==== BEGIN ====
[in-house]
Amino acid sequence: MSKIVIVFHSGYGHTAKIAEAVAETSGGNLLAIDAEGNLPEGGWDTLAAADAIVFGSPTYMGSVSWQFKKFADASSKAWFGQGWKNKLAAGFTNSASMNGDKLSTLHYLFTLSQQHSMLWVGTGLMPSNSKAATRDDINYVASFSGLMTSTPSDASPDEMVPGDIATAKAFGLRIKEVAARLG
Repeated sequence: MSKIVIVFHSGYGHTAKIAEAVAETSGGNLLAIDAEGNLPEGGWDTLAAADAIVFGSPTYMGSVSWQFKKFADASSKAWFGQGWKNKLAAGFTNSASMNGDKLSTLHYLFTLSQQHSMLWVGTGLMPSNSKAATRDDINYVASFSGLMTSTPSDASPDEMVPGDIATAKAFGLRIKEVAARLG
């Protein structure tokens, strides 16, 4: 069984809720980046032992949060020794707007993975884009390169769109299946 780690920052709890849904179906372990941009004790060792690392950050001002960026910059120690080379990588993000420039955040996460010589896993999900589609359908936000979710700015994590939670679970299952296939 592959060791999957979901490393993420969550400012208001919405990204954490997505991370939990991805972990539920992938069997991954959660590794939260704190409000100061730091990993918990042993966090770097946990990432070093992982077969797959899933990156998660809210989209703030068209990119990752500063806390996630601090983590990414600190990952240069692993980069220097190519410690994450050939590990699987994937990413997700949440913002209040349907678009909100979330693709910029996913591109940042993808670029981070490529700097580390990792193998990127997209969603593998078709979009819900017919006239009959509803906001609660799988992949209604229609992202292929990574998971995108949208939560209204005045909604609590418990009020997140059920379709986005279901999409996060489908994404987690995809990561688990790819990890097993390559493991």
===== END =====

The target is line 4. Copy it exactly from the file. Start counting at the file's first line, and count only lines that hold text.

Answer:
């Protein structure tokens, strides 16, 4: 069984809720980046032992949060020794707007993975884009390169769109299946 780690920052709890849904179906372990941009004790060792690392950050001002960026910059120690080379990588993000420039955040996460010589896993999900589609359908936000979710700015994590939670679970299952296939 592959060791999957979901490393993420969550400012208001919405990204954490997505991370939990991805972990539920992938069997991954959660590794939260704190409000100061730091990993918990042993966090770097946990990432070093992982077969797959899933990156998660809210989209703030068209990119990752500063806390996630601090983590990414600190990952240069692993980069220097190519410690994450050939590990699987994937990413997700949440913002209040349907678009909100979330693709910029996913591109940042993808670029981070490529700097580390990792193998990127997209969603593998078709979009819900017919006239009959509803906001609660799988992949209604229609992202292929990574998971995108949208939560209204005045909604609590418990009020997140059920379709986005279901999409996060489908994404987690995809990561688990790819990890097993390559493991």